Galdr III

So far, I have looked at galdr as an art form, suggested musical and vocal additions to it, and now, let us look at words. In most of the first books about runes that people will look at, when galdr is mentioned, they are often just making simple sound of the rune letter, either just the name, variations on the name or a combination of vowel and consonant sound, based upon the letter the rune represents. Guido von Liszt had a simple sound chart to go with his Armanen runes that combined the letters (which had meanings and symbolism) and vowel sounds (A E I O U, which also had meanings associated with them) and by repeating these you would channel certain energies. Edred Thorsson made a suggestion based upon stating your intent (his example I am rich) and simplifying it into the vowel and consonant sounds ( EE AAMM REE EECH) which would thing add those corresponding subtle energies to your intent and help it in manifesting.

From a more reconstructed point of view, Kvedulf Gundarsson suggests that use of kenning and alliteration in his section about the Poetics of Galdr magic. I have to say, this does give it a certain elegance and I very much favor some of his suggestions.

Alliteration is rhyme, using the beginning consonant of a word, instead of the end sounds, which most people are familiar with. Alliteration is widely used in many of the stories and is most well remembered by most people from when they read Beowulf, as it was used extensively. Like all forms of rhyme, it also helps one in memorizing or remembering what was said. It also takes on a rhythm of its own, which is created by the rhyming pattern. It does seem to depend upon how tight or loose the alliteration is. For example:
Frost, Freeze and Fickle men
Foundering in a forsaken sea
Lost you are
And lingering without
For lust’s cruelty
Love is locked against you
Or
Joy has come today
Jubilation fills the home
Jump and celebrate with all about
Jests are welcome
Jokes are told
Join with us and raise a cup,
Jollity for all.

As you see, the closer the alliteration is, the faster and sharper it is, while spreading it, makes the feel of the words seem much easier. Experiment with your own and see what works for you

Kennings are also a tool in Scandinavian descended story telling and poetics. Gundarsson suggests that kennings in magical poetics are like true names, being able to describe the nature of a thing, giving you more power over it. I tend to think it was more of a literary device, make telling a story more interesting, but also to make it fit with other linquistic devices, like alliteration. It does however, seem to fit well, and opens up the possibilities of the linguistic portion of your galdr. In thinking about older kennings, it was descriptive of the item being described, but in a round-about way. You had to be familiar with the target of the kenning, in order to understand it. One example that has always stuck to me, was calling the sea or ocean the “fishes bath.” I don’t know why that has appealed to me so, but it has. The idea that the sea is the just the fish taking a bath, makes me smile a little bit, even when I am stepping into the ocean. Another kenning is for ships, called “Oak of the sea” (cause boats are made from wood ie oak, and they are on the ocean, and so, the kenning). Now, I can hear you saying “well, all this is great Br. Chris, but how does this help me?” Well, think of kennings to say for modern things. You could call your car the “iron horse” or “steel steed”. Your apartment up high could be called “the stead of the sky” while a garden apartment could called “ the under home.” Books could be called “tattooed trees” while newspapers could be called “leaves of the world tree”. Once again, endless possibilities, that could be considered as they are applied to the situation, intent or desire, or personal aesthetics.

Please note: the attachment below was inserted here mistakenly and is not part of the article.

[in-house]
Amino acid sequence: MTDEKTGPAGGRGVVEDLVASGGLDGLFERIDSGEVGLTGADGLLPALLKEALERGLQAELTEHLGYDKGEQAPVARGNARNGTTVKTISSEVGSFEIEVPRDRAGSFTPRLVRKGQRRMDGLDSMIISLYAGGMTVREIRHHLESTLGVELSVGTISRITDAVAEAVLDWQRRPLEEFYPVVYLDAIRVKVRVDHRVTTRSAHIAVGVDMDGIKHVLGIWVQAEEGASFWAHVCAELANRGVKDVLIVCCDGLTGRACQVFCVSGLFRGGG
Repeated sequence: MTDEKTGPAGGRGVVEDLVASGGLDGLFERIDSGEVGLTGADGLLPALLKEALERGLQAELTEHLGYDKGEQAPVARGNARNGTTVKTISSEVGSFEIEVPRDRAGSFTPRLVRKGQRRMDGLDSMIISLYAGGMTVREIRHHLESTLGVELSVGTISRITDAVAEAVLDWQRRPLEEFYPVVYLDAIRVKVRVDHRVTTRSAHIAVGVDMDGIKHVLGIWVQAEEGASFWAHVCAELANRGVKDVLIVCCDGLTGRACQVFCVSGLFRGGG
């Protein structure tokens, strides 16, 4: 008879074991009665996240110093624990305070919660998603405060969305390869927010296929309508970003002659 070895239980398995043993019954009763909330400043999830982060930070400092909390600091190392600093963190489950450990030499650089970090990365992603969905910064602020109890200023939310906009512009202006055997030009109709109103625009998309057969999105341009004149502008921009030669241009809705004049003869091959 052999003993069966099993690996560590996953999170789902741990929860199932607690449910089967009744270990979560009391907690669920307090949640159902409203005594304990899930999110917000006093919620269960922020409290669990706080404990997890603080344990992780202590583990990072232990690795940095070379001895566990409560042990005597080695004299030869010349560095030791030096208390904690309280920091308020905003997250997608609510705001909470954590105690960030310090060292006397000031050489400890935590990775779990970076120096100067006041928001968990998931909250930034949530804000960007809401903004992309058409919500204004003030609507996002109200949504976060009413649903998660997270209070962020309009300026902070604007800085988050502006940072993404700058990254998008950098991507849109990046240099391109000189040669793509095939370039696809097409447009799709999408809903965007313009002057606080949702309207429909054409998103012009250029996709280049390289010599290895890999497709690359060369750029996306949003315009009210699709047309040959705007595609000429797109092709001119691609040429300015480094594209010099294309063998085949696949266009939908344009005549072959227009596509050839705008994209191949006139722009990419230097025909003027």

When you combine the two, you do open up to some possibilities that can make your galdr fun and interesting. For example:
Ride the road my iron horse
Leave behind the banal bands
Slow sojourners seeking succor
Eat the dust of black rock rivers
As I go flying far and fast

Guess what that galdr is for? Go on guess.

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